In honor of St. Patrick’s Day, I’m going to do a short review on the Artemis Fowl series of novels.
A New Take on a Popular Myth
Author Eoin Colfer has a wonderfully creative take on the world of leprechauns, sprites and pixies. In this series of novels, he mixes both magic and technology — beings living deep underground who have magical powers, as well as ultra-advanced computers technology and cool gadgets galore.
The Kid Factor
Throw into the fray a 12-year old boy, Artemis Fowl II — an evil genius in his own words — who uncovers the secrets of this hidden world, and you get a fun series that should delight a lot of readers, both young and old (assuming you like fantasy or science fiction). The use of a protagonist who’s not all on the up-and-up is a little different from norm, but we’re used to lovable rogues like Han Solo, or the vigilante Batman.
Action and Thrills
Artemis is aided in his exploits by his more than able-bodied bodyguard, Butler. And then there’s the true action-heroine, Captain Holly Short, a female elf who is a member of the LEPrecon — Lower Elements Police Reconnaissance — who’s a bit cocky, but has a “good head on her shoulders” as they cliché goes.
And because Artemis is not without his faults, Captain Holly puts him to the test, challenging his schemes and intellect, and teaching him some important life lessons in the process. And so throughout the series young Artemis slowly begins to change, to grow (up) and actually become “good”, even hero-like in his own ways.
The two characters butt heads in the first novel — in fact he captures her, but in subsequent novels, the two often team up, at first reluctantly, but later willingly.
Colfer’s explanation for the existence of elves, trolls and other “fantasy” creatures, known in the series as “fairies”, is that they were driven underground by man ages ago, and today mostly live the underground metropolis called Haven. The LEPrecon forces are responsible for tracking fairies who accidentally or intentionally meet with humans, and wiping those humans’ memories. At their disposal are stealth technology to mask their comings and goings between the two worlds, advanced surveillance equipment and communications with Foaly, a centaur who the super-geeky IT guy of the underworld. Certain races, including the elves, have their own magic that can also be called upon.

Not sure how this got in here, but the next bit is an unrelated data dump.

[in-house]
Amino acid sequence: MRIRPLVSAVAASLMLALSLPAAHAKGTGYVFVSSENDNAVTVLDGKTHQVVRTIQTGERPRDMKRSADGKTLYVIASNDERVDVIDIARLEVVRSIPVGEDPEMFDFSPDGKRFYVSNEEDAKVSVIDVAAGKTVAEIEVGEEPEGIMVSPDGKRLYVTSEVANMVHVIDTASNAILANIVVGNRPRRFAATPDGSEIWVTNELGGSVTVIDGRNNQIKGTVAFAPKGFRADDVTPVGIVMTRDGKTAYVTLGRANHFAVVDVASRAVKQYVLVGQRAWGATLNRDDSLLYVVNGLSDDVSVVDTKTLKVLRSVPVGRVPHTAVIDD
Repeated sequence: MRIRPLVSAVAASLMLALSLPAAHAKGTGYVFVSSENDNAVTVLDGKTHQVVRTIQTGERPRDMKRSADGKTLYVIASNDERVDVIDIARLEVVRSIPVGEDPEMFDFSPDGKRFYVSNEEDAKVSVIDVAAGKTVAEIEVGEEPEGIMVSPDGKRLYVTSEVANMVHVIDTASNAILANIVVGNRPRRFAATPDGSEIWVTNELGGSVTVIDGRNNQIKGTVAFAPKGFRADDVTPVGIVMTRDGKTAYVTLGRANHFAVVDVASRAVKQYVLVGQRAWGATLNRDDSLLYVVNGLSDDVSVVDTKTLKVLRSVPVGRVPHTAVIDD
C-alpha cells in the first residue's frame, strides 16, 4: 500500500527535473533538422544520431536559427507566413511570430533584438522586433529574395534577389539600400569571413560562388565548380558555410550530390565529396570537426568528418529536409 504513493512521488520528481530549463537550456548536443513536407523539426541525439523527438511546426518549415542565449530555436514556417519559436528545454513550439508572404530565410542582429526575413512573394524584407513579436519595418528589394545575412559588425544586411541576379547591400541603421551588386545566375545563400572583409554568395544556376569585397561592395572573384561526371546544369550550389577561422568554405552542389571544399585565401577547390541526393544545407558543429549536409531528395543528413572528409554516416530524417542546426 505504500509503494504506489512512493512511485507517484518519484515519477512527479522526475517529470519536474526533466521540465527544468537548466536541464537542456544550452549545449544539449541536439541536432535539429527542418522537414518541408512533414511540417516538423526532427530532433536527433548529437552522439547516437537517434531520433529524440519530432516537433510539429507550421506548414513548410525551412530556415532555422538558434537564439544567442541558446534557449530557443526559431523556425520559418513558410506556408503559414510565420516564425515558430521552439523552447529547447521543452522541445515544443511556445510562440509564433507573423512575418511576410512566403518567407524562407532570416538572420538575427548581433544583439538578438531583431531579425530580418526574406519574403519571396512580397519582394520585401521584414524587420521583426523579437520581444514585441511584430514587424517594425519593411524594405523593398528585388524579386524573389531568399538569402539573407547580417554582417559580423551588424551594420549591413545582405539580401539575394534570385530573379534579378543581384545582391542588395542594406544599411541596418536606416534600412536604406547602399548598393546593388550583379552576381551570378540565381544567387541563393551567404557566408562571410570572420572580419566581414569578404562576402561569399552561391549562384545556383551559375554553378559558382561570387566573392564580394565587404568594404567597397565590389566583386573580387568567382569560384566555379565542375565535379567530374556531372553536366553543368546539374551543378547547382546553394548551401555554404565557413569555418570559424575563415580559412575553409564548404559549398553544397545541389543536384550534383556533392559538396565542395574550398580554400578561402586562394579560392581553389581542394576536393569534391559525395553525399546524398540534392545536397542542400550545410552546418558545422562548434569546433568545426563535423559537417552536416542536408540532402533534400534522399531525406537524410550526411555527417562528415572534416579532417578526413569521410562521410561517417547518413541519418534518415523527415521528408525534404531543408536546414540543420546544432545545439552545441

Of course, we wouldn’t have a series if there weren’t any bad elements, both above and underground. Threats of exposure, harm to either worlds, and some very human subplots all make for very enjoyable yarns.
It’s not heavy reading in any sense of the phrase, but all in all, the Artemis Fowl novels is still a fun series — easy to digest for younger readers, and offering some care-free fun for the rest of us.
photo credit: furiousgeorge81
I’ve been slowly exploring the excellent blog, Zen Habits — one of the inspirations for this blog — and author Leo Bautista has a wonderful post entitled Best All-Time Children’s Books. It’s an extensive list, and I agree with his choices, at least for the ones I happened to have read.
I thought I’d write my own little post on books that I recall first borrowing from the library:
- Henry Huggins – by Beverly Cleary. I distinctly remember reading this book in 4th grade, when I first got my very own library card. It was great fun to imagine the seemingly ordinary life of young Henry Huggins, where nothing happens until the day he comes home with a stray dog. The various situations he gets in are fun, yet filled with the kind of lessons every child should learn. I believe these were the first books where I became fully immersed in the world of the characters, feeling what they were feeling, and experiencing their challenges and how they overcame them. I read many of the other books in the series (such as the Mouse and the Motorcyle, and really became aware of how to find books by author. Zen Habits recommends the Ramona series, which I have not read, but it seems anything by Cleary is good. I noticed that many of Cleary’s books have been recently reprinted with new illustrations. I’m partial to the original, but still, I would highly recommend any of her books.
- The Mad Scientists’ Club – by Bertrand R. Brinley. I was enthralled with books that really emphasized independence from adults. It was a chance to escape into a different world, into a kid’s world, and to see things from their perspective. Since I WAS a kid at the time, it was easy, and appealing. And in this book and others in the series, I got to do that. It really helps that the title was really enticing: mad scientists as in bwah-ha-ha-ha, and a exclusive club — how much more of an invitation does a kid need? In this series, a band of kids often uses science as a way to pass the time but sometimes achieving something more. Whether it’s pranks or something heroic like rescuing, the series is truly entertaining. If you’re really interested in learning more, there are a couple of websites worth checking out:
- www.MadScientistsClub.com – looks like the official website by the author’s son, Sheridan Brinley
- www.PurpleHousePress.com – a site dedicated to bringing back great children’s books from years past
- Danny Dunn and the Anti-Gravity Paint – by Jay Williams and
Anyway, I feel these books really helped shaped and developed my appreciation for fun, involving stories, and set the stage for my my burgeoning childhoold curiosity of science.
If you have some favorite childhood books, I’d love to hear about them.
I hope to continue writing about them as periodic topics in the future.